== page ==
As day four drew to a close, we began preparing to the two most tiring days of our whole trip: the last two days of World Youth Day. Location: the airport of Cuatro Vientos. And if you’re interested enough, tomorrow’s post will be about those two days.

In the meantime, here are some pictures I have left from Madrid. Lost almost all of the pictures that were on my phone:

The awkward moment when this makes perfect sense 😀

Off to France and Spain

I’ve never traveled before. Ever. Unless you count that brief two day trip I took to Damascus last December and the one before to Northern Syria in July.

Well, if you do, let me tell you this: if you don’t go to your destination in an plane, then you haven’t really “traveled.” At least that’s how I understand it to be.

But I digress.

In a few hours, I will be taking my very first airplane ride to Southern France where I will spend four days before heading out to Spain for a thirteen day excursion.

I’m definitely excited. But also quite anxious. It could be that I haven’t packed yet. I just look at the suitcase and decide there’s still time.

My stay in Spain will involve three cities: Toledo, Madrid and Sevilla. No Barcelona for me, sadly. But I guess there’s a time for everything. And with a Schengen on my passport, it’ll be easier to go there some other time.

While in Spain, I will be participating in the international Catholic Youth Day, formally known as JMJ: Journee Mondiale de la Jeunesse, which will be an opportunity for me to meet the pope – although I have low hopes about actually “meeting” him unless you consider spotting someone in a sea of a million people “meeting.”

While I’m definitely not the most religious of people, I think this will serve as an opportunity for me to meet lots of new people. Let me tell you a secret though, my group is going to miss out on most of the religion sessions and we’ll be going touring the cities we’re in. Awesome, right?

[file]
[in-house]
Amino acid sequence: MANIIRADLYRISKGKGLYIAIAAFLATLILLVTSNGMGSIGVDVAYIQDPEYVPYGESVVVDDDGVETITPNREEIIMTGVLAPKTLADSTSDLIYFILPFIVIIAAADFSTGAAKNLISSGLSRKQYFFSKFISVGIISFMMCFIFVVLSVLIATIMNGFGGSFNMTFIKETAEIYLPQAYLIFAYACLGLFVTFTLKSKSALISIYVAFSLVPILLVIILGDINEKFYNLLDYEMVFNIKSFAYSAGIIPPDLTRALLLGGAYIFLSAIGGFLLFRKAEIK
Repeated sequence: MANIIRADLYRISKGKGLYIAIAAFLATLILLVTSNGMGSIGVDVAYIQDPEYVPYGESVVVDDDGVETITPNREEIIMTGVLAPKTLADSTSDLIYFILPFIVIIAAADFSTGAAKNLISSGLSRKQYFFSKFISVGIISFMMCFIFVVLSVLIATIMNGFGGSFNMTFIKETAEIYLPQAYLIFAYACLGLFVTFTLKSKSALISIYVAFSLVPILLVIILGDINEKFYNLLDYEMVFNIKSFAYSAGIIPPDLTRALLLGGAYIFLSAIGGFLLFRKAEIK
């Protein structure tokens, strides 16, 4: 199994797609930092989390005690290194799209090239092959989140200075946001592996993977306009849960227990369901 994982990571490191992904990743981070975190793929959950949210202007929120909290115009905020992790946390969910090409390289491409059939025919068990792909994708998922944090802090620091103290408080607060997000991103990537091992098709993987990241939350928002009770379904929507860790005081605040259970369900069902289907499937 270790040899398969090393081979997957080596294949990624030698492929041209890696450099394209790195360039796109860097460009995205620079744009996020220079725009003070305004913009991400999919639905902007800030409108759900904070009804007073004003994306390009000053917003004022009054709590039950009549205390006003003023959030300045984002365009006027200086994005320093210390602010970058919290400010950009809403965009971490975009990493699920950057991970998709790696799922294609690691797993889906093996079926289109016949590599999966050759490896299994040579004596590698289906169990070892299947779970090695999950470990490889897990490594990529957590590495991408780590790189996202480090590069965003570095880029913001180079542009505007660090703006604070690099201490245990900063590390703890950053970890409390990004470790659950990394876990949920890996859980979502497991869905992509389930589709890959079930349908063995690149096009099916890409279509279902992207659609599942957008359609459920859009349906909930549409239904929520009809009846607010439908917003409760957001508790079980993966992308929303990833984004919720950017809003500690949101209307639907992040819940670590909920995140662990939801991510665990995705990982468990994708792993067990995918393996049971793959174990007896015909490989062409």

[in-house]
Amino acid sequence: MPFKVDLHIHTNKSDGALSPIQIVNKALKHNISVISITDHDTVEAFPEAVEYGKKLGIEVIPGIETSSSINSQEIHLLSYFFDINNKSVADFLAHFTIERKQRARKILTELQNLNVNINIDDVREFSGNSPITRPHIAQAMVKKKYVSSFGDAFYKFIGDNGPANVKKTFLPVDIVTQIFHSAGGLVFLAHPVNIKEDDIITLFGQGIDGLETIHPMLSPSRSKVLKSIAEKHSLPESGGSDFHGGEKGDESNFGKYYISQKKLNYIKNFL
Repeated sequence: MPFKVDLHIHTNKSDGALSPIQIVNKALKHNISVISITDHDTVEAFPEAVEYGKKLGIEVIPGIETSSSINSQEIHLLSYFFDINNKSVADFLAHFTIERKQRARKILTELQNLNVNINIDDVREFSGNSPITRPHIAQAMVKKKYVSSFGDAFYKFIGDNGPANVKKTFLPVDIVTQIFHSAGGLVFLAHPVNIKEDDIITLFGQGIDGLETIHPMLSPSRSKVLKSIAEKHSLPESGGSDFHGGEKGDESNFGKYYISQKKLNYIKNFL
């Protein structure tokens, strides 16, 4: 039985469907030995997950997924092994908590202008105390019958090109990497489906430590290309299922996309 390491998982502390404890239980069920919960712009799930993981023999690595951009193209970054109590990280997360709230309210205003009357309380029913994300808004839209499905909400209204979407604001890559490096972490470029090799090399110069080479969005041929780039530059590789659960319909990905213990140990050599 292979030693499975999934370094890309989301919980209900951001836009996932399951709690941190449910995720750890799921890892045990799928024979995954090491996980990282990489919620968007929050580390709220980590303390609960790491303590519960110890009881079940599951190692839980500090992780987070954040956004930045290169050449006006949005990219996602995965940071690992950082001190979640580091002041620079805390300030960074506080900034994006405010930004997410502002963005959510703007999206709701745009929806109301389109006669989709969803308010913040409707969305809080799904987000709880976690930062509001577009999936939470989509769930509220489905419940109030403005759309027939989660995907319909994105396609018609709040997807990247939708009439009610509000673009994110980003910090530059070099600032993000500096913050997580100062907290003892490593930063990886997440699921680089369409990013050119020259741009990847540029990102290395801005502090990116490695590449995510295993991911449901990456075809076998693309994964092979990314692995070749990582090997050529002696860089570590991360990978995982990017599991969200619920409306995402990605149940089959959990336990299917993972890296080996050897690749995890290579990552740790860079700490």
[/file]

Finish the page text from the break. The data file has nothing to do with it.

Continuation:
France should be great as well. I’m not doing the cliche France trip of going to Paris and staying there for the whole vacation, which I honestly would have loved to do – there’s just something about Paris, right? My French stay will give me an opportunity to practice my dying French skills. Yes, AUB, I blame you.

A woman in my travel group is of Argentinian origins and she was giving us Spanish lessons the other day in order to get around in Spain. Apparently the people who speak something other than Spanish are rare over there. Who would’ve thought? Needless to say, only one sentence got stuck in my head. And no, it’s not good morning or good evening.

“No habla espagnol, habla inglese?” will be my motto for the upcoming two weeks. I’m sure you can deduce what it means quite easily.

As for now, I’ll leave you and hope you come to read the posts that I’ve written and scheduled to be posted. There will be a book reviews, a short story split in seven parts, among other things… And if I get the chance to tell you how my French and Spanish adventures are going, well, why not, I guess.